Title: Things that Never Happened I: Blue

Author: Nemo the Everbeing

Summary: After everything they've ever known falls to pieces, McCoy and Spock attempt to find some meaning in what is left of their lives. Not a happy story.

Author's note: Okay, I'm doing it. I'm writing darkness. This is nasty and gritty, and I truly want give some sort of hopeful ending, but Lord only knows at this point. Those who are willing are welcome to join me in this little journey into post-apocalyptic freakiness. Thanks to Janet for the Beta-ing.

Oh, and the idea for a series of stories entitled and about "things that never happened" isn't mine. I found this idea at Shallot's website when looking for Aubrey/Maturin slash. The site is http/ and the series of things that never happened is superb. Of particular interest for us is "All the Wonder." Aubrey and Maturin, visibly the characters and the world of Patrick O'Brien, but it's set in space. Let's just say that pushed my geek buttons very, very hard.

Chapter title notes (for geeks like me): 1: from Lifehouse's song, "Trying" from their album "No Name Face." 2: quote from the "Buffy the Vampire Slayer" episode "Restless." Interlude: from Sacha Sacket's song, "Stuck in the Sunset" on his album "Shadowed." 3: from Dylan Thomas' poem "Do Not Go Gentle into that Good Night. 4: from Ben Folds' song "The Luckiest," possibly the greatest love song ever written. 5: from the song "Elegia" by K's Choice, on their album, "The Great Subconscious Club." Epilogue: from Alfred Lord Tennyson's poem, "Ulysses"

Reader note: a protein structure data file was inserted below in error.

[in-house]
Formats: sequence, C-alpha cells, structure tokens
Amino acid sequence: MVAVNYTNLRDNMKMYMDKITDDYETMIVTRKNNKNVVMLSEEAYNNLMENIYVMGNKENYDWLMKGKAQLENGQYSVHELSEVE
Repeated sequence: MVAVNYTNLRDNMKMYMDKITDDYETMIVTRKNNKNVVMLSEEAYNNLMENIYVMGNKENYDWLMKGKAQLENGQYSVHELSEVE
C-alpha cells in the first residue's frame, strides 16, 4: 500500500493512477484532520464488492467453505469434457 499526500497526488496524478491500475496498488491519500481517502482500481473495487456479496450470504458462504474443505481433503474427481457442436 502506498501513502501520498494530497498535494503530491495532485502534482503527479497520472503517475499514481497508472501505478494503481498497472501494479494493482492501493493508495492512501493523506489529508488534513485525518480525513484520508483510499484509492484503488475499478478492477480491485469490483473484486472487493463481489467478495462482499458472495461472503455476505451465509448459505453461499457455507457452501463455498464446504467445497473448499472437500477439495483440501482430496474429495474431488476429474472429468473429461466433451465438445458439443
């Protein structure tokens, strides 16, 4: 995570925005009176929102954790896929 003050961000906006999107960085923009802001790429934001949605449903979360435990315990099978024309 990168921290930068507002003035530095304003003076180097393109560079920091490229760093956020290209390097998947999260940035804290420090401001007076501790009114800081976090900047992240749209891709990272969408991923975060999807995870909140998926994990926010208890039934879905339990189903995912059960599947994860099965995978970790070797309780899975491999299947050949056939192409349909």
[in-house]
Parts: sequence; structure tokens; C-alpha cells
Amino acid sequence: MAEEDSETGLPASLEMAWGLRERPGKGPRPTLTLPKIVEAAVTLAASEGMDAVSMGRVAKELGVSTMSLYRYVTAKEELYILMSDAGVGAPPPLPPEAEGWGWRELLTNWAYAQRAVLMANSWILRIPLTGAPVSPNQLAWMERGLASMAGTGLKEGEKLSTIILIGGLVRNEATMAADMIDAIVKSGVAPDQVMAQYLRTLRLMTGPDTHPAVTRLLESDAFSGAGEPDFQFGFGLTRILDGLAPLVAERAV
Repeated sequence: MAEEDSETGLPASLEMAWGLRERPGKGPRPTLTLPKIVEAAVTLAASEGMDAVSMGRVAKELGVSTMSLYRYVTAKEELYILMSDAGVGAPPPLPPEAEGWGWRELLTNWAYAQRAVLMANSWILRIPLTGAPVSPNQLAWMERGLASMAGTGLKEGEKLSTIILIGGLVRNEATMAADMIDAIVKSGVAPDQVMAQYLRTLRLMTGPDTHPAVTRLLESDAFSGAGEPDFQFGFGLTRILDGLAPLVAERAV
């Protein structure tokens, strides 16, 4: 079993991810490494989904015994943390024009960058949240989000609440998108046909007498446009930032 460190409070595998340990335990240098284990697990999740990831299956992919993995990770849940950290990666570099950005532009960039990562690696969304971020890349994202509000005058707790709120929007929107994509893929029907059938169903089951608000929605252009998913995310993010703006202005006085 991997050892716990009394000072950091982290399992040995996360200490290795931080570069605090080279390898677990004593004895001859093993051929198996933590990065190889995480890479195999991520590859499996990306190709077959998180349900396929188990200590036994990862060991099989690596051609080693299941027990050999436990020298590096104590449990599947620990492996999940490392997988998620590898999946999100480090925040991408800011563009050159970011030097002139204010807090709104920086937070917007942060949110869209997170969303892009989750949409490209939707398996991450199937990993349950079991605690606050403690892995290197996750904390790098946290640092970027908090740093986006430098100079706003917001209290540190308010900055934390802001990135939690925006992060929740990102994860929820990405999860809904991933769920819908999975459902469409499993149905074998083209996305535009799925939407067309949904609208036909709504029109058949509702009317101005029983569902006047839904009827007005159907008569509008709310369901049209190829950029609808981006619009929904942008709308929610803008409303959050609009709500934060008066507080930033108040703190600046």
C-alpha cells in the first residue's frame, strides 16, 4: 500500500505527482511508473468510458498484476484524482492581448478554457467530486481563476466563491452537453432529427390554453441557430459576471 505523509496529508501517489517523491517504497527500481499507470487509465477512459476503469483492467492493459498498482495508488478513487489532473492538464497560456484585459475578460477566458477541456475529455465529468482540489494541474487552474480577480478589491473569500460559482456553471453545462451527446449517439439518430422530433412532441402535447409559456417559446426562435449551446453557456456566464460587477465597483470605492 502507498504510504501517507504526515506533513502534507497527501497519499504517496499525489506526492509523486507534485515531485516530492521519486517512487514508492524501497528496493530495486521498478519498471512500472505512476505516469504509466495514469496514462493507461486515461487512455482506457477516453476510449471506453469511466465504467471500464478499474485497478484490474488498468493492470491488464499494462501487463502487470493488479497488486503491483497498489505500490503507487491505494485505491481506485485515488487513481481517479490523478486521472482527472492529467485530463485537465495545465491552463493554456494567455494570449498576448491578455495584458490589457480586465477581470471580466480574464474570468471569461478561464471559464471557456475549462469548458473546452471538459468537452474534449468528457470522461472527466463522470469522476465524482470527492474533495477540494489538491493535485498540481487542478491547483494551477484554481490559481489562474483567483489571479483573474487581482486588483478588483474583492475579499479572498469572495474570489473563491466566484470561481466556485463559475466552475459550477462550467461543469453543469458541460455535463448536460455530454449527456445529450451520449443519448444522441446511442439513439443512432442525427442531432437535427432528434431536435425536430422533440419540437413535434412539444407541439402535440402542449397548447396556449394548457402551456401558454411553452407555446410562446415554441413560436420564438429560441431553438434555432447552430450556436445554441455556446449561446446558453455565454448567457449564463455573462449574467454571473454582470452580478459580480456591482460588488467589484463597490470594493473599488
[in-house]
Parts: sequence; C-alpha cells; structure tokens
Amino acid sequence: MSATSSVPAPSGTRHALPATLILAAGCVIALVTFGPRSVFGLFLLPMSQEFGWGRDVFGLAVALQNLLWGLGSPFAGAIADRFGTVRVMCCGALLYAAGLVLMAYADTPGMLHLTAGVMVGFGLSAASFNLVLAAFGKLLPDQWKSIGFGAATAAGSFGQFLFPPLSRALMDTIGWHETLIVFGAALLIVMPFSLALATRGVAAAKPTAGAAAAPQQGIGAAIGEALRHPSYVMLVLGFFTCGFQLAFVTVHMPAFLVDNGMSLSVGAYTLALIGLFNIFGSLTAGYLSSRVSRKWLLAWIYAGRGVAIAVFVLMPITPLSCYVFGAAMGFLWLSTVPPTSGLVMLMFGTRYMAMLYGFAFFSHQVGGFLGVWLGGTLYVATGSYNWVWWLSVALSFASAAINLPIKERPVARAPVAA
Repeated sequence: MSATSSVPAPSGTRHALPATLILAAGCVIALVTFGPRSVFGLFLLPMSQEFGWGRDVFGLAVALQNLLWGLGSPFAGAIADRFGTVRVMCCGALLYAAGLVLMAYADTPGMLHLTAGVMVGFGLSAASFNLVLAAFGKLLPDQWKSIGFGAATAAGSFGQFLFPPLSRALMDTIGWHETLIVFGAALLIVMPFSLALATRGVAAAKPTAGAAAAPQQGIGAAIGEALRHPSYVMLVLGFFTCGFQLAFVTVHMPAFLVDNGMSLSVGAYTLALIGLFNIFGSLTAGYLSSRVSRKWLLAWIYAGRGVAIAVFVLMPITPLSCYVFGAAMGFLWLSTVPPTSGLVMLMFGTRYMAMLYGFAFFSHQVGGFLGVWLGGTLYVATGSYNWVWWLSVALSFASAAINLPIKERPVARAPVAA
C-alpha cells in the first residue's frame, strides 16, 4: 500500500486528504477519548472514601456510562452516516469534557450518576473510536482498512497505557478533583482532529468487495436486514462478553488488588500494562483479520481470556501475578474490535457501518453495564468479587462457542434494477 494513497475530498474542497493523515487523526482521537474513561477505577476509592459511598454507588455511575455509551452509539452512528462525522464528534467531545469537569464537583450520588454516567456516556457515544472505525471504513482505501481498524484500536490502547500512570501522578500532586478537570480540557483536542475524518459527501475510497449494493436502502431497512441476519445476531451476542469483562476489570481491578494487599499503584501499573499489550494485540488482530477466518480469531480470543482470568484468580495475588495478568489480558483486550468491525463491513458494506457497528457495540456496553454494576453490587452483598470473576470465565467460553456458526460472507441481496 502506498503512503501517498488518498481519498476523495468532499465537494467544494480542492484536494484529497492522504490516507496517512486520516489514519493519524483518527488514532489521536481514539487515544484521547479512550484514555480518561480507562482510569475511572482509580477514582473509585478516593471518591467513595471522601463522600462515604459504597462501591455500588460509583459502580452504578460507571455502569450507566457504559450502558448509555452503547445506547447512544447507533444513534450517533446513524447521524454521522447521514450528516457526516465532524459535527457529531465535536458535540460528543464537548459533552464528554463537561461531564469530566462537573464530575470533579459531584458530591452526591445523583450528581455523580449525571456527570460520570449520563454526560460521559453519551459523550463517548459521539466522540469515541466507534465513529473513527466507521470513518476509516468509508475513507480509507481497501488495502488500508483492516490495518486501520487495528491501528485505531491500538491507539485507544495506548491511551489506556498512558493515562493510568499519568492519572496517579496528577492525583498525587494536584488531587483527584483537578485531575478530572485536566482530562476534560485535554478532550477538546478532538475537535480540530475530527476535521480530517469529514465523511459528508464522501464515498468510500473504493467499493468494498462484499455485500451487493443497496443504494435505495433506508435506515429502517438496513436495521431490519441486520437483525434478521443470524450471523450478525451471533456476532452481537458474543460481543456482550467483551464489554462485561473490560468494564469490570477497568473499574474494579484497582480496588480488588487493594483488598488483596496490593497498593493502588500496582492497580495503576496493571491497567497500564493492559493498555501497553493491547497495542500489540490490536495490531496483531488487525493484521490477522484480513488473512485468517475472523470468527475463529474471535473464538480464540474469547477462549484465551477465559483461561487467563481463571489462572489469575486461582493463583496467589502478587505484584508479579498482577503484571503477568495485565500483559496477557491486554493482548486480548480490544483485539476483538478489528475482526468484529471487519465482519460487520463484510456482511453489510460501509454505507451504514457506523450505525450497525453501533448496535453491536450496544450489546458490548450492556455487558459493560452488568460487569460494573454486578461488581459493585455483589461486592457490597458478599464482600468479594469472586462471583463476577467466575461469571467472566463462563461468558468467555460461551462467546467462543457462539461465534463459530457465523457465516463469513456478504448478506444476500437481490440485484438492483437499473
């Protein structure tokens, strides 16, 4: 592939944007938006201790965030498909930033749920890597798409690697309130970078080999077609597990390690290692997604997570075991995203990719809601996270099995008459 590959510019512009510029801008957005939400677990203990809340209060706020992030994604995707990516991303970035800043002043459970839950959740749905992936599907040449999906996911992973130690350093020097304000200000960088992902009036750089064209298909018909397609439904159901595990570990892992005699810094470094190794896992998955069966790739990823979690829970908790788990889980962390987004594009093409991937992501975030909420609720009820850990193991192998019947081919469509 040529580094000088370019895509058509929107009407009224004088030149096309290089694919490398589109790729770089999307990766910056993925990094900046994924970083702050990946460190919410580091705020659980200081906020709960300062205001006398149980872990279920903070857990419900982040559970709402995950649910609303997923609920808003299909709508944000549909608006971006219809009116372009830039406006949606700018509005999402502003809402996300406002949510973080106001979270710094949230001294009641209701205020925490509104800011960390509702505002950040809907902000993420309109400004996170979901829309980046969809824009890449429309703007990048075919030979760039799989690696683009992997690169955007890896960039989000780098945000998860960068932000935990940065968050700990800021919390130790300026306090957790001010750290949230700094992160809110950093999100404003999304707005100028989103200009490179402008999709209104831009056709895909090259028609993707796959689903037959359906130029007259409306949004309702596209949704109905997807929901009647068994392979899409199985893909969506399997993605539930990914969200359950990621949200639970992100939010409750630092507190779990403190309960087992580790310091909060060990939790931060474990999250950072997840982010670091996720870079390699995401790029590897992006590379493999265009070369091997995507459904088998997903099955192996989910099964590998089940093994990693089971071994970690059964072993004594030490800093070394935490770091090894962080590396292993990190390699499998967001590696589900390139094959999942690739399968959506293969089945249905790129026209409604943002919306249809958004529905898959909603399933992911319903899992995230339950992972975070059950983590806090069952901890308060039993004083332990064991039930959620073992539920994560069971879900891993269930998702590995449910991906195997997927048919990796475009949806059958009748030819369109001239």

Disclaimer: Only the AU is mine, and I'm still not making any money off it.

oOo oOo oOo

Chapter 1: To Find My Way

He remembers blue, or at least he thinks he does. His uniform used to be blue. Not any more, though. There's been no time since the collapse to change clothing. Most of the water is contaminated anyway, and what isn't needs to be preserved for drinking.

Even in all the browns and reds of his desolated world, he thinks that he remembers blue. Some days, blue's all that keeps him going. Especially now that they've lost Jim. They think he isn't dead. No, Jim Kirk wouldn't just die. The Pacifists got him, though, and Jim would probably be better off dead. It's terrible that he's comforted by the thought that Jim might be alive, knowing what the Pacifists do to Uniforms, but he's glad nonetheless. This way, he can dream about rescuing Jim. One clings to all the dreams one has in their world.